Where do you look to see December’s famous Geminid meteor shower? Simply look in an open sky, in no particular direction. That’s because these meteors fly in many different directions and in front of numerous age-old constellations. But meteor showers do have radiant points. That is, if you trace the paths of the Geminid meteors backward, they all appear to radiate from a point in the constellation Gemini the Twins. Do you need to find Gemini to watch the shower? No, but it’s fun to spot the radiant point in the night sky. Follow the links inside to learn more about the Geminid shower, and its radiant point.
What happens when it’s so foggy outside, you can’t see anything? Simple. You grab a drone, fly it into the air and use it to capture some amazing video. Mike Prendergast posted an aerial view on top of today’s dense fog – December 9, 2014 – in Dallas, Texas. The footage is incredible. Check it out above!
Longtime EarthSky friend Jack Fusco dropped us a note earlier today. He wrote of his newest time-lapse video, which he has titled Chasing Starlight. It explores the dark skies of Banff and Jasper National Parks in Alberta, Canada.
Every so often, the International Space Station (ISS) becomes visible in your night sky. It’ll look like a bright star moving quickly above the horizon. The ISS is so bright, it can even been seen from the center of a city. Here’s how you can spot the ISS in your night sky.
Glacier melt means rats can reach bird nests on South Georgia, an island north of Antarctica and east of the Falklands. What to do? Send in helicopters!
Here, the 976-kilometer-wide / 606-mile-wide main belt asteroid / protoplanet / dwarf planet 1 Ceres is seen by the approaching Dawn spacecraft from a distance of 1.2 million kilometers / 745,000 miles, on December 1, 2014. Dawn begins its approach phase toward Ceres on December 26 and will arrive at Ceres in March, 2015.
Flying silently and smoothly through the main asteroid belt between Mars and Jupiter, the Dawn spacecraft emits a blue-green beam of high velocity xenon ions. On the opposite side of the sun from Earth, firing its uniquely efficient ion propulsion system, the distant adventurer is continuing to make good progress on its long trek from the giant protoplanet Vesta to dwarf planet Ceres. Let’s look ahead to some upcoming activities …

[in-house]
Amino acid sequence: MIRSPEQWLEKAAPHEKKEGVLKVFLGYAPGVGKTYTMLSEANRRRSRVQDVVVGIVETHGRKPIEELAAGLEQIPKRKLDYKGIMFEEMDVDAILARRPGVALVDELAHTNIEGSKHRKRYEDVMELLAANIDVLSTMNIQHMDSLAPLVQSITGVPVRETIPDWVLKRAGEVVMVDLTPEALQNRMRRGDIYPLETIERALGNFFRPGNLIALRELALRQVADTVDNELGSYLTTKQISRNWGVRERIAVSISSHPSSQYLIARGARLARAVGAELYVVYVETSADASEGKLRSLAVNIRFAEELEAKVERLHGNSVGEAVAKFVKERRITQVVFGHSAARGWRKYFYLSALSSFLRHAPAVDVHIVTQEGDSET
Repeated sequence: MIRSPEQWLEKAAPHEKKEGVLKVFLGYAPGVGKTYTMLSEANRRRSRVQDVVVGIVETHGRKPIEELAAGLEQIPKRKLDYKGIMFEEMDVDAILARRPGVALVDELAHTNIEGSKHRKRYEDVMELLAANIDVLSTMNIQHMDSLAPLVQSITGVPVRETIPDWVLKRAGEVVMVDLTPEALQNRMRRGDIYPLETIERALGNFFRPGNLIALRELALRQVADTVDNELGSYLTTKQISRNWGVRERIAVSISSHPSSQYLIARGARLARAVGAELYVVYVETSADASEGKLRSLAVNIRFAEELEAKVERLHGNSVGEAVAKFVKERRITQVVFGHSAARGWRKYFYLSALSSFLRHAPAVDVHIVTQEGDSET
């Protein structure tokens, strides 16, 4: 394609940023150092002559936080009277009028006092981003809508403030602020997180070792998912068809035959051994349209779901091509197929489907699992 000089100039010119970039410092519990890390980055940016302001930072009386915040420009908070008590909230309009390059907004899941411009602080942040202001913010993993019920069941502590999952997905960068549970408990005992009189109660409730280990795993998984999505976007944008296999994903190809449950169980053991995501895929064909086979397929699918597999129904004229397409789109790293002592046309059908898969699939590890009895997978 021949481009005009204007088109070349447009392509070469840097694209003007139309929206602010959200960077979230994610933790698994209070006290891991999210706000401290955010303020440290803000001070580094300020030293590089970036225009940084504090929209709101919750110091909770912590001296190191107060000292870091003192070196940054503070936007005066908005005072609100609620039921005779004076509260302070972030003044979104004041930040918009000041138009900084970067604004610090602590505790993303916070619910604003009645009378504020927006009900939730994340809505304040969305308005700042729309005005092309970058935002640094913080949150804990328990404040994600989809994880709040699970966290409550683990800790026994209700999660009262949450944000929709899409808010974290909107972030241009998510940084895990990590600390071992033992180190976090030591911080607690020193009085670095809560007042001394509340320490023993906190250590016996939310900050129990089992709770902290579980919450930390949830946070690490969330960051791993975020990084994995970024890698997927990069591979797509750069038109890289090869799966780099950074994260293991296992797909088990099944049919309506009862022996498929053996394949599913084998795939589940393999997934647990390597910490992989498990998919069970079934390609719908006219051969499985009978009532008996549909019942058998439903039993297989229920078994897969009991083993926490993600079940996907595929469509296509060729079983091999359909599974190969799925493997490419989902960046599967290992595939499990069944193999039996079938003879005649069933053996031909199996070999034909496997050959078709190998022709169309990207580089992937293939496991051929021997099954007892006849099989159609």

Pulsars are the most precise “clocks” in the known universe. They emit signals with such clocklike regularity that scientists use them in tests of Einstein’s general theory of relativity, which explains how gravity works. These tests of relativity work best in star systems where pulsars orbit with other pulsars or with white dwarfs. But what scientists really wish to find – in order to carry their tests of Einstein’s theory of gravity to the highest possible level of precision – is a pulsar orbiting a black hole. And that, my friends, is very, very rare.
An international team of researchers applied a new computational method to existing data on the large-scale structure of the universe, or “cosmic web.” Their work indicates that the filaments that bridge the denser regions of the web have a much higher chance of actively forming stars. In other words, in the distant universe, galaxy evolution seems to have been accelerated in the filaments.
The melt rate of glaciers in the fastest-melting region of Antarctica has tripled during the last decade, according to a comprehensive, 21-year analysis that reconciles four different techniques previously used to measure Antarctic ice melting.